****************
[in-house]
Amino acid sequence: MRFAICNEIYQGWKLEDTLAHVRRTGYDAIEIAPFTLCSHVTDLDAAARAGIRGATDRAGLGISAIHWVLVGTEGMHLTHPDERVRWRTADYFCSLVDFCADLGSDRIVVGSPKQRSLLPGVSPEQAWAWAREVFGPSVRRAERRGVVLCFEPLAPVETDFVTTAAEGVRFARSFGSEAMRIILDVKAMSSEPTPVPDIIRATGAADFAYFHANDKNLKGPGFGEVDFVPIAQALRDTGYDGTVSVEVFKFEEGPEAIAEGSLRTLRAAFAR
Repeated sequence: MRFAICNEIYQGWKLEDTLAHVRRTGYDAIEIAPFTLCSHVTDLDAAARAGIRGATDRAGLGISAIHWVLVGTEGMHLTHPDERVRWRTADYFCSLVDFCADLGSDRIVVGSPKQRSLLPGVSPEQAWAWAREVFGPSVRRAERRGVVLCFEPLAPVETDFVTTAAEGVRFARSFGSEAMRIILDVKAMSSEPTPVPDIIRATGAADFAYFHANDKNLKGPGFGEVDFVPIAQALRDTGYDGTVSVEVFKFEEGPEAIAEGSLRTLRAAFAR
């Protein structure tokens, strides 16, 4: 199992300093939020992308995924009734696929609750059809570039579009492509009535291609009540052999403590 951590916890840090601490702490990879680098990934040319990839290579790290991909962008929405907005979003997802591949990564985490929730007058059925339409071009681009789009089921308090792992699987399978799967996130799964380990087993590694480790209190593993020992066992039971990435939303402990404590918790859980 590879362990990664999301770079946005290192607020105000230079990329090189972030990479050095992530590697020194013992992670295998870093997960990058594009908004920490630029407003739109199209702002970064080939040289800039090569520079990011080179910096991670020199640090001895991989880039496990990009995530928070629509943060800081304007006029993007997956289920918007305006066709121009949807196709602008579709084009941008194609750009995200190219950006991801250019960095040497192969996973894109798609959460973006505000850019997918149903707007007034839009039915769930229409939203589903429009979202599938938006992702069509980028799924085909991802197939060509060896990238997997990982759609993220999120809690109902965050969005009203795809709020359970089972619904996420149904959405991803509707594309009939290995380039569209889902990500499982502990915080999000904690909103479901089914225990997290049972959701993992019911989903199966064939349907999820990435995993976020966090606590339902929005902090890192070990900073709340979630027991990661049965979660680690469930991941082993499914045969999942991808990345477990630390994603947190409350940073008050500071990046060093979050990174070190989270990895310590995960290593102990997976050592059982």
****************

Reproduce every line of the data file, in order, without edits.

[in-house]
Amino acid sequence: MRFAICNEIYQGWKLEDTLAHVRRTGYDAIEIAPFTLCSHVTDLDAAARAGIRGATDRAGLGISAIHWVLVGTEGMHLTHPDERVRWRTADYFCSLVDFCADLGSDRIVVGSPKQRSLLPGVSPEQAWAWAREVFGPSVRRAERRGVVLCFEPLAPVETDFVTTAAEGVRFARSFGSEAMRIILDVKAMSSEPTPVPDIIRATGAADFAYFHANDKNLKGPGFGEVDFVPIAQALRDTGYDGTVSVEVFKFEEGPEAIAEGSLRTLRAAFAR
Repeated sequence: MRFAICNEIYQGWKLEDTLAHVRRTGYDAIEIAPFTLCSHVTDLDAAARAGIRGATDRAGLGISAIHWVLVGTEGMHLTHPDERVRWRTADYFCSLVDFCADLGSDRIVVGSPKQRSLLPGVSPEQAWAWAREVFGPSVRRAERRGVVLCFEPLAPVETDFVTTAAEGVRFARSFGSEAMRIILDVKAMSSEPTPVPDIIRATGAADFAYFHANDKNLKGPGFGEVDFVPIAQALRDTGYDGTVSVEVFKFEEGPEAIAEGSLRTLRAAFAR
């Protein structure tokens, strides 16, 4: 199992300093939020992308995924009734696929609750059809570039579009492509009535291609009540052999403590 951590916890840090601490702490990879680098990934040319990839290579790290991909962008929405907005979003997802591949990564985490929730007058059925339409071009681009789009089921308090792992699987399978799967996130799964380990087993590694480790209190593993020992066992039971990435939303402990404590918790859980 590879362990990664999301770079946005290192607020105000230079990329090189972030990479050095992530590697020194013992992670295998870093997960990058594009908004920490630029407003739109199209702002970064080939040289800039090569520079990011080179910096991670020199640090001895991989880039496990990009995530928070629509943060800081304007006029993007997956289920918007305006066709121009949807196709602008579709084009941008194609750009995200190219950006991801250019960095040497192969996973894109798609959460973006505000850019997918149903707007007034839009039915769930229409939203589903429009979202599938938006992702069509980028799924085909991802197939060509060896990238997997990982759609993220999120809690109902965050969005009203795809709020359970089972619904996420149904959405991803509707594309009939290995380039569209889902990500499982502990915080999000904690909103479901089914225990997290049972959701993992019911989903199966064939349907999820990435995993976020966090606590339902929005902090890192070990900073709340979630027991990661049965979660680690469930991941082993499914045969999942991808990345477990630390994603947190409350940073008050500071990046060093979050990174070190989270990895310590995960290593102990997976050592059982």